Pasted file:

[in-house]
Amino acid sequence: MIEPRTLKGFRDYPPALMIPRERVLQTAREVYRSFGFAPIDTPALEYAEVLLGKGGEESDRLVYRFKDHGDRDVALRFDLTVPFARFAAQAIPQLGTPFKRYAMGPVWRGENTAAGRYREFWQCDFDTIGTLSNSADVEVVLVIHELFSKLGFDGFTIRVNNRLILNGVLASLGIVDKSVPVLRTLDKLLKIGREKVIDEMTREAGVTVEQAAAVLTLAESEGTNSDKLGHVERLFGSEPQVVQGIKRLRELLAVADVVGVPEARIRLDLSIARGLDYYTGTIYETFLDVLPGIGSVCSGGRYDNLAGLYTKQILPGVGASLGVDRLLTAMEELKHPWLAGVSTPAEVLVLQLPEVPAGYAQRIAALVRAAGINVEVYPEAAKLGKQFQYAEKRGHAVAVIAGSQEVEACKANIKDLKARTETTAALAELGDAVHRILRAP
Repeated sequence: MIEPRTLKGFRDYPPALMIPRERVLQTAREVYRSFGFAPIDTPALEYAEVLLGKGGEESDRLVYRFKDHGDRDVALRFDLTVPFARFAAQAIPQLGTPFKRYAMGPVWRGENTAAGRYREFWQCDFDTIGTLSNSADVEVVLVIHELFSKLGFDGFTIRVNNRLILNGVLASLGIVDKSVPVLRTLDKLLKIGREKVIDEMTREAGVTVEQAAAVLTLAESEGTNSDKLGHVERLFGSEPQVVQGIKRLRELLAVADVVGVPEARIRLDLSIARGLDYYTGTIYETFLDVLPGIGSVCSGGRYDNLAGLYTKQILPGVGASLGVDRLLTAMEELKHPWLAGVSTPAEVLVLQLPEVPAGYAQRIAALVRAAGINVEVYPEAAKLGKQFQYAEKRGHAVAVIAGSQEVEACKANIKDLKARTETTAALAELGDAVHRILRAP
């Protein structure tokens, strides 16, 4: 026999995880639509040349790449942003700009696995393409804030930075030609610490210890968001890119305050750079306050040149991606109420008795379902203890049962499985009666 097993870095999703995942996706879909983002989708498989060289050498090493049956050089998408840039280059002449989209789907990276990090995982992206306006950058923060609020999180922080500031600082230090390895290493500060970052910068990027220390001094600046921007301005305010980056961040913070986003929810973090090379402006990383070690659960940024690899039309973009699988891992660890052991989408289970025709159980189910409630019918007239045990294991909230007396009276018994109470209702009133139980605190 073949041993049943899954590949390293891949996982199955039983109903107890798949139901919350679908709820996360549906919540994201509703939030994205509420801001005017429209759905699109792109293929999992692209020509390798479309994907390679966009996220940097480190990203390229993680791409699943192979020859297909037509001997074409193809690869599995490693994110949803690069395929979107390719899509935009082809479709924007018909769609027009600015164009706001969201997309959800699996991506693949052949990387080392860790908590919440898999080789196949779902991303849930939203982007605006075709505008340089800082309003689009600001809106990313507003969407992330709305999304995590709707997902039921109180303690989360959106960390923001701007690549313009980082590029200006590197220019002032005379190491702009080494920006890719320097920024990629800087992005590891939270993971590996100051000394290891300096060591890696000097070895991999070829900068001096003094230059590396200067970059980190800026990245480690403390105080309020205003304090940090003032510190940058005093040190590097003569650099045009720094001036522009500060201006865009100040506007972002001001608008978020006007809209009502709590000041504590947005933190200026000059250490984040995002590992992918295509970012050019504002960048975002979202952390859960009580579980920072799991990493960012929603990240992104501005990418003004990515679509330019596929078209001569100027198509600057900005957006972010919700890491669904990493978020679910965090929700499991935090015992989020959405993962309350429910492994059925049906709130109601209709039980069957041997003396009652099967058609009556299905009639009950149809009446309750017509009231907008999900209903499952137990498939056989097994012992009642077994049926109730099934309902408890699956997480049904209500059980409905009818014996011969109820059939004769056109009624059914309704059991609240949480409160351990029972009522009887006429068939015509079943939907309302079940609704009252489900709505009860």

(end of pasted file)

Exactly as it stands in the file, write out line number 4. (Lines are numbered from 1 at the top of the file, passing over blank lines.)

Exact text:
């Protein structure tokens, strides 16, 4: 026999995880639509040349790449942003700009696995393409804030930075030609610490210890968001890119305050750079306050040149991606109420008795379902203890049962499985009666 097993870095999703995942996706879909983002989708498989060289050498090493049956050089998408840039280059002449989209789907990276990090995982992206306006950058923060609020999180922080500031600082230090390895290493500060970052910068990027220390001094600046921007301005305010980056961040913070986003929810973090090379402006990383070690659960940024690899039309973009699988891992660890052991989408289970025709159980189910409630019918007239045990294991909230007396009276018994109470209702009133139980605190 073949041993049943899954590949390293891949996982199955039983109903107890798949139901919350679908709820996360549906919540994201509703939030994205509420801001005017429209759905699109792109293929999992692209020509390798479309994907390679966009996220940097480190990203390229993680791409699943192979020859297909037509001997074409193809690869599995490693994110949803690069395929979107390719899509935009082809479709924007018909769609027009600015164009706001969201997309959800699996991506693949052949990387080392860790908590919440898999080789196949779902991303849930939203982007605006075709505008340089800082309003689009600001809106990313507003969407992330709305999304995590709707997902039921109180303690989360959106960390923001701007690549313009980082590029200006590197220019002032005379190491702009080494920006890719320097920024990629800087992005590891939270993971590996100051000394290891300096060591890696000097070895991999070829900068001096003094230059590396200067970059980190800026990245480690403390105080309020205003304090940090003032510190940058005093040190590097003569650099045009720094001036522009500060201006865009100040506007972002001001608008978020006007809209009502709590000041504590947005933190200026000059250490984040995002590992992918295509970012050019504002960048975002979202952390859960009580579980920072799991990493960012929603990240992104501005990418003004990515679509330019596929078209001569100027198509600057900005957006972010919700890491669904990493978020679910965090929700499991935090015992989020959405993962309350429910492994059925049906709130109601209709039980069957041997003396009652099967058609009556299905009639009950149809009446309750017509009231907008999900209903499952137990498939056989097994012992009642077994049926109730099934309902408890699956997480049904209500059980409905009818014996011969109820059939004769056109009624059914309704059991609240949480409160351990029972009522009887006429068939015509079943939907309302079940609704009252489900709505009860």